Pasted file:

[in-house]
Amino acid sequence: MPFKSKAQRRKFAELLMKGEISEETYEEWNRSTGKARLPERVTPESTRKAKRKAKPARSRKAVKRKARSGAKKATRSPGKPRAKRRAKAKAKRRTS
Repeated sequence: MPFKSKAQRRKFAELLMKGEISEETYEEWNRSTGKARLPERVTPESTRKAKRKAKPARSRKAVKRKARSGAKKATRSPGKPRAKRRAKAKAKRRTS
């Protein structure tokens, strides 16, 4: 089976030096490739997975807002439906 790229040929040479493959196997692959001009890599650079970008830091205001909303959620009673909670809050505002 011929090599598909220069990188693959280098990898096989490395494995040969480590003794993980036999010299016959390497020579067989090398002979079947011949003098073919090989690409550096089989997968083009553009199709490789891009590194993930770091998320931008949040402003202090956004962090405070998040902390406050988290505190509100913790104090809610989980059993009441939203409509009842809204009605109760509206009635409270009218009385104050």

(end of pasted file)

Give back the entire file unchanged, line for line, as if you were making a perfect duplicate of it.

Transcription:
[in-house]
Amino acid sequence: MPFKSKAQRRKFAELLMKGEISEETYEEWNRSTGKARLPERVTPESTRKAKRKAKPARSRKAVKRKARSGAKKATRSPGKPRAKRRAKAKAKRRTS
Repeated sequence: MPFKSKAQRRKFAELLMKGEISEETYEEWNRSTGKARLPERVTPESTRKAKRKAKPARSRKAVKRKARSGAKKATRSPGKPRAKRRAKAKAKRRTS
């Protein structure tokens, strides 16, 4: 089976030096490739997975807002439906 790229040929040479493959196997692959001009890599650079970008830091205001909303959620009673909670809050505002 011929090599598909220069990188693959280098990898096989490395494995040969480590003794993980036999010299016959390497020579067989090398002979079947011949003098073919090989690409550096089989997968083009553009199709490789891009590194993930770091998320931008949040402003202090956004962090405070998040902390406050988290505190509100913790104090809610989980059993009441939203409509009842809204009605109760509206009635409270009218009385104050």